But with all of these changes and improvements in approach, U.S. operational weather prediction run by NOAA/NWS has not advanced compared to other nations or against the state-of-the science.  We are still third or fourth in global prediction, with the vaunted European Center maintaining its lead.  Large number of inferior legacy systems are still being run (e.g., NAM and SREF), computer resources are still inadequate, and the NOAA/NWS modeling system is being run by very few outside of the agency.

This is not success.  This is stagnation.

But why?  Something is very wrong.

As I will explain, the key problems holding back NOAA weather modeling can can be addressed (and quickly), but only if NOAA and Congress are willing to follow a different path.  The problem is not money, it is not the quality of NOAA's scientists and technologists (they are motivated and competent).  It is about organization.  

Let me repeat this.  It is all about ineffective organization.

With visionary leadership now at NOAA and the potential for a new center for model development, these deficiencies could be fixed.  Rapidly.

The REAL Problems Must be Addressed

So with substantial resources available, the acute need for better numerical weather prediction in the U.S., and the acknowledged necessity for improvement, why is U.S. numerical weather prediction stagnating?  There are several reasons:

1.  No one individual or entity is responsible for success

Responsibility for U.S. numerical weather prediction is divided over too many individuals or groups, so in the end no one is responsible.  To illustrate:

  • The group responsible for running the models, the NWS Environmental Model Center (EMC), does not control most of the folks that develop new models (located OUTSIDE of the NWS in NOAA ( the ESRL and NOAA labs).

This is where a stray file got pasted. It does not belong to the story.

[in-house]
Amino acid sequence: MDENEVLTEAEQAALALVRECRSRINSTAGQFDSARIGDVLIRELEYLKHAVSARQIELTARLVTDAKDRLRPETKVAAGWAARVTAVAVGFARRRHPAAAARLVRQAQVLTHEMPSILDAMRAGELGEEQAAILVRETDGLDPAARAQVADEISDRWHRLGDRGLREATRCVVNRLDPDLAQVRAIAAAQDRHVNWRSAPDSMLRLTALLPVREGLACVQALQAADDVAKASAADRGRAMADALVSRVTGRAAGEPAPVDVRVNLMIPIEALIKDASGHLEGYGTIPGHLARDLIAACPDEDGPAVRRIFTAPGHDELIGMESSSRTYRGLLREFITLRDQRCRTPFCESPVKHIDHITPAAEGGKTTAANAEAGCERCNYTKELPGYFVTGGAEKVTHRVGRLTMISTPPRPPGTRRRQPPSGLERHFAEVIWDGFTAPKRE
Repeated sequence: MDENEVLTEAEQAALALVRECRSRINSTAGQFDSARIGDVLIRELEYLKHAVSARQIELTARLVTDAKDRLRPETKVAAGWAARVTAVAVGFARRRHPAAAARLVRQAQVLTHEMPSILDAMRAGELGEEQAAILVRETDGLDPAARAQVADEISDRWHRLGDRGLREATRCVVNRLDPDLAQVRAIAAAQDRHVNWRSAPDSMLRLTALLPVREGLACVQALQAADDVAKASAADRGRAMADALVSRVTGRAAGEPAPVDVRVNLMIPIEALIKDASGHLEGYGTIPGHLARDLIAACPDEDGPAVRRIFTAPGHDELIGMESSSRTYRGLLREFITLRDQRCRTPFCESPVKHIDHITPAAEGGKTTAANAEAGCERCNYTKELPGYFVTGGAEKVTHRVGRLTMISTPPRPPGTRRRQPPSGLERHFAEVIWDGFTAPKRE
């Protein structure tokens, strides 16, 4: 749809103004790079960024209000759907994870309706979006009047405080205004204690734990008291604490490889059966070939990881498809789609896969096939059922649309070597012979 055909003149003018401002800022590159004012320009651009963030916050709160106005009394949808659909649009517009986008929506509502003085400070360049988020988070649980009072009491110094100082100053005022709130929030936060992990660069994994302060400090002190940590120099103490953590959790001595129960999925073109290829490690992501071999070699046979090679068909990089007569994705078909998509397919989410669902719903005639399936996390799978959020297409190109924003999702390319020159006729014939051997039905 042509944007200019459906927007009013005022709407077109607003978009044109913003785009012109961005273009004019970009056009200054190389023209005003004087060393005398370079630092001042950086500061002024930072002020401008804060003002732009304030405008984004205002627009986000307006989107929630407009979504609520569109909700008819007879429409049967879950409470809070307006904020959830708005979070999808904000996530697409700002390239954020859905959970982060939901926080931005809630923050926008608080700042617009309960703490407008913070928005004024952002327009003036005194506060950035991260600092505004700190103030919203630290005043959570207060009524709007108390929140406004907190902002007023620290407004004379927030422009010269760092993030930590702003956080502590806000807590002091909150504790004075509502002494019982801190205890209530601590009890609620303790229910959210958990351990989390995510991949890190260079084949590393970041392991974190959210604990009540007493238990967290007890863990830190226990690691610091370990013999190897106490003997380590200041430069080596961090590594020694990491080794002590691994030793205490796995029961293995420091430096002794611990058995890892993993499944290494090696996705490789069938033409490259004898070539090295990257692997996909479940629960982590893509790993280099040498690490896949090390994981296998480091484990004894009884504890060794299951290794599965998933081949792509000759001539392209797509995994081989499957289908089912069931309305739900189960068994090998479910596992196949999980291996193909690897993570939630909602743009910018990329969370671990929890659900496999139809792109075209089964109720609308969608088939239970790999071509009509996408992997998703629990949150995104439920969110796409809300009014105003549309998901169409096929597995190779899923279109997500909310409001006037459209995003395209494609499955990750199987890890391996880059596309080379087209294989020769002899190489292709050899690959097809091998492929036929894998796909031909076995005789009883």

• Financial responsibility for modeling systems is divided among several groups including OSTI (Office of Science and Technology Integration) and OWAQ (NOAA Office of Weather and Air Quality), and a whole slew of administrators at various levels (head of the National Weather Service, head of NCEP, head of EMC, NOAA Administrator, and many more).

U.S. weather prediction is not the best?  No one is responsible and fingers are pointed in all directions.

2.  The research community is mainly using other models, and thus not contributing to the national operational models.

The U.S. weather research community is the largest and best in the world, but in general they are NOT using NOAA weather models.  Thus, research innovations are not effectively transferred to the operational system.

The National Center for Atmospheric Research in Boulder, Colorado

Most American weather researchers use the weather modeling systems developed at the National Center for Atmospheric Research (NCAR), such as the WRF and MPAS systems.  They are well documented, easy to use,  supported by NCAR staff and large user community, with tutorials and annual workshops.  Time after time, NOAA has rejected using NCAR models, decided to go with in-house creations, which has led to a separation of the operational and research communities.   It was a huge and historic mistake that has left several at NCAR reticent about working with NOAA again.

There is one exception to this depressing story:  the NOAA ESRL group took on WRF as the core of its Rapid Refresh modeling systems (RAP and HRRR).  These modeling systems, not surprisingly, have been unusual examples of great success and state-of-science work in NOAA.